MPs voted for an outright ban on hunting with hounds yesterday (Monday 30 June) after more than five hours of debate.
Minutes before the free vote, the government withdrew its proposed changes to the Bill in the wake of strenuous opposition from Labour backbenchers, who successfully pushed through an amendment that bans all forms of hunting.
The amended Bill was approved by 362 to 154, despite a plea by Rural Affairs Minister, Alun Michael not to back a complete ban.
“We have always made it clear that the result of tonight’s vote is in many ways irrelevant,” the Countryside Alliance told its supporters. “Alun Michael was never, as he pretended, trying to reach a principled compromise but seeking to push through dishonest legislation that was a ban in all but name.”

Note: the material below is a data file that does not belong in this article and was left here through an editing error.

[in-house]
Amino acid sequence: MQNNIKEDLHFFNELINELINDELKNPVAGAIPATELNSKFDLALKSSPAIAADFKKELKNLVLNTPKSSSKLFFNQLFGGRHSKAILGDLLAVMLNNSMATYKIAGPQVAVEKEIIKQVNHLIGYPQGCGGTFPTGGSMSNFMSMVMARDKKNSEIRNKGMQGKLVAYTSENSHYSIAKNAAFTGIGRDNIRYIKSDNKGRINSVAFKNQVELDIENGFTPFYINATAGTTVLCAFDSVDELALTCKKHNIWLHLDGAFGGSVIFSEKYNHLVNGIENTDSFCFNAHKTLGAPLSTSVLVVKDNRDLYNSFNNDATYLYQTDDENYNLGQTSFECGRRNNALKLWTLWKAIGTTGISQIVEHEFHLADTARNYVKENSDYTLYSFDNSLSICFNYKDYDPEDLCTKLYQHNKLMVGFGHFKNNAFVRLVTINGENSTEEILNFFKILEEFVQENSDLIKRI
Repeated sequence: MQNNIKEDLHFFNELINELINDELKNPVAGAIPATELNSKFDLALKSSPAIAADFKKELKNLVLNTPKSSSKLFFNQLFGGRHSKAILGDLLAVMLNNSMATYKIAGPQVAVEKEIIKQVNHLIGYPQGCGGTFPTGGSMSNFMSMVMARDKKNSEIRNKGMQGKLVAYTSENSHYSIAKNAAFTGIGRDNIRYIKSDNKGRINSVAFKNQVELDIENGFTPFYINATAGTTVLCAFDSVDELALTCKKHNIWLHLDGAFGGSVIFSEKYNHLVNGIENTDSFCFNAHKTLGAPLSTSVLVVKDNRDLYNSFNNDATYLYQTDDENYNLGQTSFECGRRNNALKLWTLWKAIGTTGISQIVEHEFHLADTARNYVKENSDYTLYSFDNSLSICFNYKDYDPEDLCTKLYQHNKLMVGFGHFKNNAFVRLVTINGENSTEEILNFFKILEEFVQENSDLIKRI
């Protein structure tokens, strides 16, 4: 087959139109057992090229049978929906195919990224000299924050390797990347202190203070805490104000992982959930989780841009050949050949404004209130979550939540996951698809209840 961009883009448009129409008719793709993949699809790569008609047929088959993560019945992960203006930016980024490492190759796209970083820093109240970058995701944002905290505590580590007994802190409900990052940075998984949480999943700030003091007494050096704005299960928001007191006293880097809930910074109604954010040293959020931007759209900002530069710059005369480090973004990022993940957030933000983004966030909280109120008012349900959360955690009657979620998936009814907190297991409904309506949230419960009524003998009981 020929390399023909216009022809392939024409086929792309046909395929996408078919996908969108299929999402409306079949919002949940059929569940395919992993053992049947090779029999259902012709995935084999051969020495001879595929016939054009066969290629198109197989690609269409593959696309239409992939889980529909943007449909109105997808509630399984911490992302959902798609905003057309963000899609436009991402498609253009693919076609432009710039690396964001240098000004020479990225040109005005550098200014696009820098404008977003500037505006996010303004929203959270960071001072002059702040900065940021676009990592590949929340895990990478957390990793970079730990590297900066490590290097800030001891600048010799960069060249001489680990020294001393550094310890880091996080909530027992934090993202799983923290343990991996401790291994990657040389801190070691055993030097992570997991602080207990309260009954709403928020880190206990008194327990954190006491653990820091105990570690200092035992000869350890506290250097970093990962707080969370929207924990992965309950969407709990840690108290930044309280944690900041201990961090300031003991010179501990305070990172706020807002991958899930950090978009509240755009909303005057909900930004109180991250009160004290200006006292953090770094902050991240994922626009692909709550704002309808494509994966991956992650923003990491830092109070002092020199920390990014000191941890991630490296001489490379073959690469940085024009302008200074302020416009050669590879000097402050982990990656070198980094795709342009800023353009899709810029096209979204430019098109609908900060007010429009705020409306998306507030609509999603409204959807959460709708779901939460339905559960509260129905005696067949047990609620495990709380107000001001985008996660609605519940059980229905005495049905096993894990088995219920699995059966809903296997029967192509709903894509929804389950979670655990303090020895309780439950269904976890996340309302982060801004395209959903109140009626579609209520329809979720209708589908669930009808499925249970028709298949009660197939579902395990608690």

Rural Affairs Minister Alun Michael said last night that the Bill will now have to be sent to a Commons committee for procedural work to incorporate the ban.
If the House of Lords were to approve theBill as it stands now, hunting a wild mammal with dogs would become an offence. Allowing other people to hunt with dogs on one’s land or allowing one’s dogs to participate in a hunt would also constitute an offence under the new law.
However, the Upper House is expected to reject the Bill, which would then go back to the Commons. Rumours that the government is prepared to use Parliament Act to push a ban on hunting through the Lords are as yet unsubstantiated.
The Alliance believes that “instead of making a ban more likely, the vote for a banning amendment in fact pushes it further away.
“In the government’s own words this Bill is now wrecked and deficient. It is based solely on prejudice and discrimination and the Alliance is confident that the House of Lords will take the opportunity to reject unprincipled and unscientific legislation as it has in the past.”